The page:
Justice League

The Super Bowl of comic book movies for the DC Comics universe has finally arrived and it’s a major bust. Years of laying down the narrative ground work, establishing the classic comic book characters in their film forms and finding a way to wrap them all together in one big cinematic tamale has led to an event that isn’t so special, after all.

At the start of “Justice League,” Superman is dead and Bruce Wayne (played by a tired-looking Ben Affleck) searches the globe to put together a money making franchise for Warner Brothers- I mean, a team. Having already recruited Wonder Woman (the effervescent and better-than-this-movie-deserves Gal Gadot), Wayne tracks down Arthur Curry/Aquaman (an ill-used Jason Mamoa) and Barry Allen/ The Flash (played by Ezra Miller, in an apparent effort to be as irritating as Jesse Eisenberg’s Lex Luthor). There’s also Victor Stone/Cyborg (played by a charisma-free Ray Fisher) and the appearance of a monster named Steppenwolf who, strangely enough, isn’t introduced to “Born to Be Wild” playing on the soundtrack.

The pacing and momentum are off from the very beginning, as the editing suggests, at best, we’re watching a work in progress. Consider how tight, propulsive and complete the best of this genre offers and compare it to how little flow this has. Every cut to another character feels like a channel has been changed abruptly to yet another lousy movie. The blame can be shared by original writer/director Zac Snyder, as well as the unbilled second writer/director Joss Whedon. There’s also the slew of writers and producers attached, who took a sure thing and mishandled it.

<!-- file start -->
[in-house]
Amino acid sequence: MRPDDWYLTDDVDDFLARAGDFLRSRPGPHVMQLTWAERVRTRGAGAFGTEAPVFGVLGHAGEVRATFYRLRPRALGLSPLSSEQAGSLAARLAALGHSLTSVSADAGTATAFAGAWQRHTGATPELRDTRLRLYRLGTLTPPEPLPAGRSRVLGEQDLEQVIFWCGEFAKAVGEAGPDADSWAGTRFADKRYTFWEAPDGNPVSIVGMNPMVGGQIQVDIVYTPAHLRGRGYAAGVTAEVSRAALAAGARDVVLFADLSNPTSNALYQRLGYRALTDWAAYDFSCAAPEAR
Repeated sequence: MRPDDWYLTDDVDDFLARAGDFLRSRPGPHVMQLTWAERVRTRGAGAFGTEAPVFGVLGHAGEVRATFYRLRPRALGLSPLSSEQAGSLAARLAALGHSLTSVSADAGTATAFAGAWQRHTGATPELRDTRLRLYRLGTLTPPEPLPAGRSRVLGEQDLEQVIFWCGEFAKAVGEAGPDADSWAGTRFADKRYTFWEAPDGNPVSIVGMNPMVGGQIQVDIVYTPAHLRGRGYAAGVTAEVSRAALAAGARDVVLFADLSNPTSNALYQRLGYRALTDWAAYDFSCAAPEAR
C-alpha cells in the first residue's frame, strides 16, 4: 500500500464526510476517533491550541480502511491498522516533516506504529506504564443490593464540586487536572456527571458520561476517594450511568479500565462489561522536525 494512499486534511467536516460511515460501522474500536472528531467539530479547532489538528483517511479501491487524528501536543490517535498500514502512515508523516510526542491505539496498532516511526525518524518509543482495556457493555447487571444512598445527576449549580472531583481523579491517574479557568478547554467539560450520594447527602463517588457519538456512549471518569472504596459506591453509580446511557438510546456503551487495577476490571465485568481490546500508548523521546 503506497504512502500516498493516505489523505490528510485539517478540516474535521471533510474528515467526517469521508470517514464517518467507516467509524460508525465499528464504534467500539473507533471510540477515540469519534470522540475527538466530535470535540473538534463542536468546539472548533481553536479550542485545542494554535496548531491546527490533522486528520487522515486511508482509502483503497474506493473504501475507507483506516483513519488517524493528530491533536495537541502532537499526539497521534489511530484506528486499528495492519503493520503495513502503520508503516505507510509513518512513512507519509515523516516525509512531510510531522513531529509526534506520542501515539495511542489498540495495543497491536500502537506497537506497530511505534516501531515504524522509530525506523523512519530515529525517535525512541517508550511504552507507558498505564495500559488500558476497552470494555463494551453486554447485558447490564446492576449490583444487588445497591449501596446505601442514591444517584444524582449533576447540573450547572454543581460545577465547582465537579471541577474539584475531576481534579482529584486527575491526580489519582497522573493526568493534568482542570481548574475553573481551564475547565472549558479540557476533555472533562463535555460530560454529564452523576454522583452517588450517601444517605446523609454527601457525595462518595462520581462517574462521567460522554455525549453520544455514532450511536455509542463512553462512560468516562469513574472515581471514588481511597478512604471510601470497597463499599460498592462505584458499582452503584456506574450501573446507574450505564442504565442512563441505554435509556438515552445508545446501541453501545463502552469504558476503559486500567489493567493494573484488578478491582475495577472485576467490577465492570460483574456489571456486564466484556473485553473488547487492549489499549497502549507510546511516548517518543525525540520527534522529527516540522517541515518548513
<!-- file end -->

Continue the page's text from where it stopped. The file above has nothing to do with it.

Despite how good the actors appear posing alongside one another, none of them have any chemistry with their teammates. The camaraderie between each of The Expendables is like a raging bro-mance in comparison. Affleck was exceptional before as Wayne but seems unengaged here. Mamoa’s lively Aquaman appears on loan from a far more interesting movie and it’s easy to forget that Amy Adams, J.K. Simmons and Diane Lane are even in this. This is easily Gadot’s movie, if only because it’s such a flimsy vehicle to steal.

Steppenwolf is a terrible villain, easily one of the lousiest bad guys to wreck havoc since Sharon Stone in “Catwoman.” The CGI baddie is voiced indifferently by Ciaran Hinds and wears a helmut even sillier than the one David Thewlis brandished in “Wonder Woman.” Why did the makers of this movie, presumably the BIGGEST DC Comics installment yet, think to center the plot around this loser and not one of their big league evil doers, like Darkseid or Braniac? Heck, even the goofy but always riveting Mr. Mxyzptlk would have been preferable. While I’m waving my Nerd Card out in the open, here’s another question for the filmmakers: have they read what happens after the 1992 best-selling “The Death of Superman”? On the written page, Superman’s resurrection came after confronting Jonathan Kent in the afterlife and reappearing on Earth in different forms, ranging from Steel to Superboy. It was an arresting and very strange way to reinvent the character. In this movie, the dopy “Mother Boxes” McGuffin is relied on to do too much narrative heavy lifting.

Loose ends, pointless bits, ill-timed sequences and scenes cut too short litter the oddly too-brief 120- minute running time. After an early, useless found footage interview with Superman, Snyder indulges in his staple of a slow motion music montage for the opening credits. It worked great for his “Watchmen” but falls flat here.  Subplots about a Russian family and the state of Martha Kent’s real estate dealings (?!) are especially why-are-we-watching-this baffling.

The Wonder Woman portions work best, while the chatty Superman bits are especially lackluster. “Justice League” isn’t a disaster like “Suicide Squad” but isn’t better than “Batman V. Superman: Dawn of Justice,” which at least had a first rate Affleck turn and a climactic tussle that was suitably earth shaking. Here, someone powerful knocks a superhero into a wall, leaving an impression of rubble and cracked cement, until the fallen hero gets up and it happens again, and again. We have a year before the Mamoa-starring, James Wan-directed “Aquaman.” I hope it’s not as poorly constructed and painfully corny as “Justice League.”

One Star

originally published in Maui Time Weekly